Curtain line (Australian crowd no. 2)
15 Apr 1956 -
Jon Cattapan's paintings of the early 2000s addressed the anxiety and paranoia gripping an increasingly borderless and globalised world at turn of the 21st century. This is exemplified in his work, 'Curtain line (Australian crowd no 2)' 2001, which was painted in response to the Australian Government's controversial politicisation of asylum seeking during the Tampa affair and the so-called 'children overboard' scandal in late 2001. By stoking the public's fear over refugees and immigration post 9/11, the Government sought to get re-elected on its tough stance on border control. In the foreground, Cattapan depicts the silhouette of an anonymous crowd, possibly protestors or stranded migrants, cordoned off from the rest of the world beyond the 'curtain line', represented by a shimmering network of dots and lines that alludes to the digital and architectural infrastructure that facilitates the fluid interchange of people, resources and information in our interconnected age.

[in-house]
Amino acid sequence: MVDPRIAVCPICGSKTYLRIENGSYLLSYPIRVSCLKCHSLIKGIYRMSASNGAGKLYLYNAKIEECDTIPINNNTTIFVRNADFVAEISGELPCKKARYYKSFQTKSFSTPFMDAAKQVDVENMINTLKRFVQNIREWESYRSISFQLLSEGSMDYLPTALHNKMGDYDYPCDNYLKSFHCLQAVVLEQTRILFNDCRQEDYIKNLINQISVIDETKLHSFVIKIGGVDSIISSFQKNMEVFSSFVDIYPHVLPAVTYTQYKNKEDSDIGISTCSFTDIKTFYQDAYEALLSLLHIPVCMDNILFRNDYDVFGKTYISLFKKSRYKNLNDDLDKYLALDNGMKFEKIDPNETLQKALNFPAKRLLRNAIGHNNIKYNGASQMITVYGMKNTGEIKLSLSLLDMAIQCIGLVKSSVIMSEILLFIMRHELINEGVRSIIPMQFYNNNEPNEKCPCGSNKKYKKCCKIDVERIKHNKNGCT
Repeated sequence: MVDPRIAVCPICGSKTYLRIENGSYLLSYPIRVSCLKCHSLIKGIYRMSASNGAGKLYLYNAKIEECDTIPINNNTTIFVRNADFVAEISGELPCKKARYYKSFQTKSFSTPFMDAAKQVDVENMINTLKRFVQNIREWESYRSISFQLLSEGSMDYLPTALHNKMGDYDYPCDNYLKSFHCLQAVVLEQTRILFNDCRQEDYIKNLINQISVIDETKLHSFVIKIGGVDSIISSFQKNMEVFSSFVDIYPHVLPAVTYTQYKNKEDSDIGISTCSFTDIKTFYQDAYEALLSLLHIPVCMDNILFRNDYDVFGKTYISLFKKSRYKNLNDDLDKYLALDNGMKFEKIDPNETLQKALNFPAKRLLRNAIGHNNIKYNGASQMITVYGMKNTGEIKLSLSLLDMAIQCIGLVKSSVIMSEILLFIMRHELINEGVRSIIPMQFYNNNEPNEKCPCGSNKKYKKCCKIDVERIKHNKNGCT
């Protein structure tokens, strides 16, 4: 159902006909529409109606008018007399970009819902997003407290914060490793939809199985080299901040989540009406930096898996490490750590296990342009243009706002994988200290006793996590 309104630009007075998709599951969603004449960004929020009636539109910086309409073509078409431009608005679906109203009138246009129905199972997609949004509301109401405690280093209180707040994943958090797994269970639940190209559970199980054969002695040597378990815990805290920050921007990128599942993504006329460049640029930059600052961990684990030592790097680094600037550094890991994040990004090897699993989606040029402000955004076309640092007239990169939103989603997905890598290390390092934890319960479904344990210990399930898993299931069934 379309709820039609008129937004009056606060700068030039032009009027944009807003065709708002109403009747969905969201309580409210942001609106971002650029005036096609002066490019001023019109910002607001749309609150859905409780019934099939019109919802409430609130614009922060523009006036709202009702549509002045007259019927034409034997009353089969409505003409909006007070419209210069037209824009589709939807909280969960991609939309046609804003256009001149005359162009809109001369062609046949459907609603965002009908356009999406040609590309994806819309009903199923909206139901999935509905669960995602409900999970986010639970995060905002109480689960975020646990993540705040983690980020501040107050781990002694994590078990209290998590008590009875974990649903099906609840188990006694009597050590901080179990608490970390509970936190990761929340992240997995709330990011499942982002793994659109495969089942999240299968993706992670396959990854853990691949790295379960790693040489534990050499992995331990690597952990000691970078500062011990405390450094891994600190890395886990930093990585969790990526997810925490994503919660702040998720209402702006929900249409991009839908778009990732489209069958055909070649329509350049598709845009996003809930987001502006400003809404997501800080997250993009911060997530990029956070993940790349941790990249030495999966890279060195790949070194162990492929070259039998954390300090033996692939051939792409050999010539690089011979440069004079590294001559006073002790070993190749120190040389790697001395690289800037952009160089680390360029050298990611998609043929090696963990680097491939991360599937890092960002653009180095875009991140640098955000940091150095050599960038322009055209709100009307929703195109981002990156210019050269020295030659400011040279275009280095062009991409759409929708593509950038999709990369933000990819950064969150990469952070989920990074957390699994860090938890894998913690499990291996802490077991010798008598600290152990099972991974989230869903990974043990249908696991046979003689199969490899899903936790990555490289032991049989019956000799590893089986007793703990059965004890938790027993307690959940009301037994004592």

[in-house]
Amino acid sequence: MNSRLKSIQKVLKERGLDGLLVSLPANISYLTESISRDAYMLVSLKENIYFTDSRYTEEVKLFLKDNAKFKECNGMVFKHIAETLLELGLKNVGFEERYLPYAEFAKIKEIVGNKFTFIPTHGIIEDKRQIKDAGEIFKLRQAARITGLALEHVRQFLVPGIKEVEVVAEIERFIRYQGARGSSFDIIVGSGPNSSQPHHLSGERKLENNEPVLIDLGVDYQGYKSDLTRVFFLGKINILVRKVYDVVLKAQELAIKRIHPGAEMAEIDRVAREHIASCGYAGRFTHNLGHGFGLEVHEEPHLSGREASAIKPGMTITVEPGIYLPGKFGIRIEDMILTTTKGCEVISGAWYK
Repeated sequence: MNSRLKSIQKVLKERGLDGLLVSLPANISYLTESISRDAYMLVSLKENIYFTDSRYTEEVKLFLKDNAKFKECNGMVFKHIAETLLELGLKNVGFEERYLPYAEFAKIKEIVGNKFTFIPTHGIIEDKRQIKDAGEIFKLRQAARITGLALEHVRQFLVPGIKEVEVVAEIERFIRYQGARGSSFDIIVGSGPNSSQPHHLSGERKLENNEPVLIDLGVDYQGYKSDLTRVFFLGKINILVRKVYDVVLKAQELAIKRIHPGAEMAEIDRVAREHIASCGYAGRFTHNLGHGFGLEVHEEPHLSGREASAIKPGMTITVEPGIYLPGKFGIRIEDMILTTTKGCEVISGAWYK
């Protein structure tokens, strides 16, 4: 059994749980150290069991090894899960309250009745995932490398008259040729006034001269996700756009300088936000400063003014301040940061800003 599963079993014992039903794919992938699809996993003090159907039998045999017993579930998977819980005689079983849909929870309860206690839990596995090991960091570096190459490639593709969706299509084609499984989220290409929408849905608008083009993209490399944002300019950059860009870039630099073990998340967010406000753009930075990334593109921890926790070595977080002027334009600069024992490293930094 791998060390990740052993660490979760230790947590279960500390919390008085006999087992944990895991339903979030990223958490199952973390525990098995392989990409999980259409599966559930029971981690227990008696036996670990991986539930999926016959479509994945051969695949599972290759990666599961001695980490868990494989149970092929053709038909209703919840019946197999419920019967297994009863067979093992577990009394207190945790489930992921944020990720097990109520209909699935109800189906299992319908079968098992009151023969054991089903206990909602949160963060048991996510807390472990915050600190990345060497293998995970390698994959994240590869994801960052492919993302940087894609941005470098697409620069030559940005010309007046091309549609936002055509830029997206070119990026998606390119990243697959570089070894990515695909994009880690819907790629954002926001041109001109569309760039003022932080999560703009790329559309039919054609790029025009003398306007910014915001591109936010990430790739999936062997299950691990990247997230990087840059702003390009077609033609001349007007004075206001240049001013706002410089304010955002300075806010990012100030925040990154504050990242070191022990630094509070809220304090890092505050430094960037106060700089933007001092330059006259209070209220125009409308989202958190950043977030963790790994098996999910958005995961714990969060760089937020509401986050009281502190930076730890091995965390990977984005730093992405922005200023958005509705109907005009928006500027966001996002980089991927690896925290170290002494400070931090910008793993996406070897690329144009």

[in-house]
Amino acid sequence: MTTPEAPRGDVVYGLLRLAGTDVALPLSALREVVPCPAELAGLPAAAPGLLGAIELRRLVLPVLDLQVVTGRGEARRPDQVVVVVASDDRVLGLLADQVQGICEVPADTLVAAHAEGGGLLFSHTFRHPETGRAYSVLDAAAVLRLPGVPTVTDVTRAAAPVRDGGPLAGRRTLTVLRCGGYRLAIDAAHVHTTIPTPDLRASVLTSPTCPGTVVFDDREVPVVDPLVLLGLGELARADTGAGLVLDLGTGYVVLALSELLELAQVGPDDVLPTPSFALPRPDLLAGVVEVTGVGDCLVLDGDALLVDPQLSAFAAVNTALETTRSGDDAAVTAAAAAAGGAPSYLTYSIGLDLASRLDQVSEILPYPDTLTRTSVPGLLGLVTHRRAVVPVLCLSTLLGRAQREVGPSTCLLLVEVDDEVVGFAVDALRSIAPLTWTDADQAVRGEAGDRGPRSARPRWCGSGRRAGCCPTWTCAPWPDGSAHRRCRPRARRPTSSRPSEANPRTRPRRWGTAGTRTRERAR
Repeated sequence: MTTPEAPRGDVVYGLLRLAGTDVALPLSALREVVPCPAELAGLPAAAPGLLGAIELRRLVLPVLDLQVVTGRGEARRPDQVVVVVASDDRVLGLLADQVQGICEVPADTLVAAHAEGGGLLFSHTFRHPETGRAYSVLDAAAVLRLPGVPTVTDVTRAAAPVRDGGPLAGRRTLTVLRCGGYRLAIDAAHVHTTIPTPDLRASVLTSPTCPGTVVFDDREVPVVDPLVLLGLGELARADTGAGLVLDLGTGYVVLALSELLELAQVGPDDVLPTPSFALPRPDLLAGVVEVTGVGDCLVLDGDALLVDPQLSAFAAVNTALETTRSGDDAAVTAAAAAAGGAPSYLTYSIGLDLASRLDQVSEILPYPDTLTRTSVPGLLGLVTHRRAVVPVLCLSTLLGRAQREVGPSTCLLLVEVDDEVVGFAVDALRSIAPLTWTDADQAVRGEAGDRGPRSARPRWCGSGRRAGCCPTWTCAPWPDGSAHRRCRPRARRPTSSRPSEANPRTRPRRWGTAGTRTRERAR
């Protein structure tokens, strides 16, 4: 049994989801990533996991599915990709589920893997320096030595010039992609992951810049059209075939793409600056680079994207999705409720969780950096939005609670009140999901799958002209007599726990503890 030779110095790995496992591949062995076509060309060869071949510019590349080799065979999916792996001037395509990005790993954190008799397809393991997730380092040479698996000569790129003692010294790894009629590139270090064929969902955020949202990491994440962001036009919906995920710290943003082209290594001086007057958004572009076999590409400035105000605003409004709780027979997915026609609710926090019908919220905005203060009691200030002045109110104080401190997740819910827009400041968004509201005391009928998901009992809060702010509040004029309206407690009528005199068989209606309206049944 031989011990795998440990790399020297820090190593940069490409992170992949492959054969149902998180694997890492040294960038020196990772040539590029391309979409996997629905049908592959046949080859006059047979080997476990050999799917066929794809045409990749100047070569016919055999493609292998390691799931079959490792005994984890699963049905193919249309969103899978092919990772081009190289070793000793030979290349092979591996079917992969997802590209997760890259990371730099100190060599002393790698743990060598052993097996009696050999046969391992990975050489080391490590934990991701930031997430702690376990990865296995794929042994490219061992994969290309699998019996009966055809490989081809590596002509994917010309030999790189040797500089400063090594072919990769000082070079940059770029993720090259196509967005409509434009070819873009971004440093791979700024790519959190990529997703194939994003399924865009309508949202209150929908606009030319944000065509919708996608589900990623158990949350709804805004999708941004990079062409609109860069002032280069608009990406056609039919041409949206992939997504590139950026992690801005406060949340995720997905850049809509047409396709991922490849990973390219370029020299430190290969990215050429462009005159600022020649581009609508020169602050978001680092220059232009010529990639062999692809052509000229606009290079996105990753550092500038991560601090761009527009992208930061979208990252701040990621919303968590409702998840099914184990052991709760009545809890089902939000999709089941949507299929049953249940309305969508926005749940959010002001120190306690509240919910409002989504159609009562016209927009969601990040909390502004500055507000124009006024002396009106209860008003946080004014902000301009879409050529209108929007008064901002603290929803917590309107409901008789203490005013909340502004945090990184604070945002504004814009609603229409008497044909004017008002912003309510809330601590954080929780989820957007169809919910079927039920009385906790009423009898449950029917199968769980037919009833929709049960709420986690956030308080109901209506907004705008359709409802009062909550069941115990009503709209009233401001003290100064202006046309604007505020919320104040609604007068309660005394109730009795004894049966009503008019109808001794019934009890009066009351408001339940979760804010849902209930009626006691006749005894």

diptych: oil on linen
180.0 x 360.0 cm overall :
a - left panel, 180 x 180 cm
b - right panel, 180 x 180 cm
Signature & date
Signed and dated u.l. verso on canvas [part a], black fibre-tipped pen "Cattapan 2001".
Anonymous gift 2018. Donated through the Australian Government's Cultural Gifts Program
Not on display
© John Cattapan
Shown in 2 exhibitions
Jon Cattapan: figure ground, Kaliman Gallery, Paddington, 06 Jun 2002–29 Jun 2002
The drowned world: Jon Cattapan, works and collaborations, The Ian Potter Museum of Art, Parkville, 13 May 2006–07 Aug 2006
Referenced in 2 publications
Chris McAuliffe, Jon Cattapan: possible histories, Carlton, 2008, 87, 176 (colour illus., detail), 177 (colour illus.), 224.
The Ian Potter Museum of Art and Jon Cattapan, The drowned world: Jon Cattapan, works and collaborations, Carlton, 2006, 6, 10, 16, 44, 55. cat.no. 68